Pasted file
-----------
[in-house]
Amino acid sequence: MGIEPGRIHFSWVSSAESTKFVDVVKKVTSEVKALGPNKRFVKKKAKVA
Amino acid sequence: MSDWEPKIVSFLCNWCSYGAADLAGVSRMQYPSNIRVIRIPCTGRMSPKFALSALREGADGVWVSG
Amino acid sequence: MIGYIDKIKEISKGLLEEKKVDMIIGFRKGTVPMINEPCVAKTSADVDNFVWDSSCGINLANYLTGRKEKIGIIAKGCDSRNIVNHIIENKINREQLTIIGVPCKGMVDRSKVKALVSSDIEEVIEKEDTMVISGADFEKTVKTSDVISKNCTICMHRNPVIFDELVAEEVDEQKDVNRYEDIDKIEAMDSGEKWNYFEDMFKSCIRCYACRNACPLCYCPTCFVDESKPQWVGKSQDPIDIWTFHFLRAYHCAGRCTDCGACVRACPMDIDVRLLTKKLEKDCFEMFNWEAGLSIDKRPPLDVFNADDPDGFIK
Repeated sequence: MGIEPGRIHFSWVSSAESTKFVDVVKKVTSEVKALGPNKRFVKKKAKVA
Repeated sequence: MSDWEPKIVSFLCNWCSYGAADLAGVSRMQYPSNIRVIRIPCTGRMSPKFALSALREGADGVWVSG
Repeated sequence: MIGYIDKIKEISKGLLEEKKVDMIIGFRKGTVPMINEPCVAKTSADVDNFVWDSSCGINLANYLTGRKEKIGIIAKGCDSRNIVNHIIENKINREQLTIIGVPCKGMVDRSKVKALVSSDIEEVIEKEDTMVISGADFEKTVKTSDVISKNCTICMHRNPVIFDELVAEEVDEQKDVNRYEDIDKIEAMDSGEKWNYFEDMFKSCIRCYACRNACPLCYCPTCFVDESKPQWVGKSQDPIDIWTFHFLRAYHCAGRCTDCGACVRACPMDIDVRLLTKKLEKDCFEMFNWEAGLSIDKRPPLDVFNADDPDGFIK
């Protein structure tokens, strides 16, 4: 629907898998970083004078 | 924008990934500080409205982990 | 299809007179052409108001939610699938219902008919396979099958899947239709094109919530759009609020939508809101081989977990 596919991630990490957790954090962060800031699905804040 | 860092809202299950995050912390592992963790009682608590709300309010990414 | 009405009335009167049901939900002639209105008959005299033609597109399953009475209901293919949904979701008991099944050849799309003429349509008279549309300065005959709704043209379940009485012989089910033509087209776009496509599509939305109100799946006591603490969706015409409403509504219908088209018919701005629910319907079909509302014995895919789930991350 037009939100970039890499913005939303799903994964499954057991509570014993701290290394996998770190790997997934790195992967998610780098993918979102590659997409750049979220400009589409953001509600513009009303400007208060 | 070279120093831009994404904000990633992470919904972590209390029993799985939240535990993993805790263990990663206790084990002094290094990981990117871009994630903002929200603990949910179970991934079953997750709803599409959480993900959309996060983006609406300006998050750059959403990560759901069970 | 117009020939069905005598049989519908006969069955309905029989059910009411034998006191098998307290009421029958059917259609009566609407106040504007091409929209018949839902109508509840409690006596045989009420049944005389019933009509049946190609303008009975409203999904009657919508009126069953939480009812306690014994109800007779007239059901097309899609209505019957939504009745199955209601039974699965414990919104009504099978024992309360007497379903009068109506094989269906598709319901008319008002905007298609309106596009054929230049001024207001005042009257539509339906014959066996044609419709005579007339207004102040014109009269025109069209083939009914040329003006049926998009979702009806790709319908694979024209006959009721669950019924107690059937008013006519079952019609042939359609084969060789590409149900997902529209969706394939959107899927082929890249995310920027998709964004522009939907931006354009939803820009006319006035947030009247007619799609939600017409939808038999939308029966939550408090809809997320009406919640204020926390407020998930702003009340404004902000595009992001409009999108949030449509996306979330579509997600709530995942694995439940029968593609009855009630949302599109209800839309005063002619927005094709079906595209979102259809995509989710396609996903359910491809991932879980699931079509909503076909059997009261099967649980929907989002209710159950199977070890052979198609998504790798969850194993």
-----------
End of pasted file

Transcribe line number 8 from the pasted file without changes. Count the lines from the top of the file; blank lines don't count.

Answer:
């Protein structure tokens, strides 16, 4: 629907898998970083004078 | 924008990934500080409205982990 | 299809007179052409108001939610699938219902008919396979099958899947239709094109919530759009609020939508809101081989977990 596919991630990490957790954090962060800031699905804040 | 860092809202299950995050912390592992963790009682608590709300309010990414 | 009405009335009167049901939900002639209105008959005299033609597109399953009475209901293919949904979701008991099944050849799309003429349509008279549309300065005959709704043209379940009485012989089910033509087209776009496509599509939305109100799946006591603490969706015409409403509504219908088209018919701005629910319907079909509302014995895919789930991350 037009939100970039890499913005939303799903994964499954057991509570014993701290290394996998770190790997997934790195992967998610780098993918979102590659997409750049979220400009589409953001509600513009009303400007208060 | 070279120093831009994404904000990633992470919904972590209390029993799985939240535990993993805790263990990663206790084990002094290094990981990117871009994630903002929200603990949910179970991934079953997750709803599409959480993900959309996060983006609406300006998050750059959403990560759901069970 | 117009020939069905005598049989519908006969069955309905029989059910009411034998006191098998307290009421029958059917259609009566609407106040504007091409929209018949839902109508509840409690006596045989009420049944005389019933009509049946190609303008009975409203999904009657919508009126069953939480009812306690014994109800007779007239059901097309899609209505019957939504009745199955209601039974699965414990919104009504099978024992309360007497379903009068109506094989269906598709319901008319008002905007298609309106596009054929230049001024207001005042009257539509339906014959066996044609419709005579007339207004102040014109009269025109069209083939009914040329003006049926998009979702009806790709319908694979024209006959009721669950019924107690059937008013006519079952019609042939359609084969060789590409149900997902529209969706394939959107899927082929890249995310920027998709964004522009939907931006354009939803820009006319006035947030009247007619799609939600017409939808038999939308029966939550408090809809997320009406919640204020926390407020998930702003009340404004902000595009992001409009999108949030449509996306979330579509997600709530995942694995439940029968593609009855009630949302599109209800839309005063002619927005094709079906595209979102259809995509989710396609996903359910491809991932879980699931079509909503076909059997009261099967649980929907989002209710159950199977070890052979198609998504790798969850194993």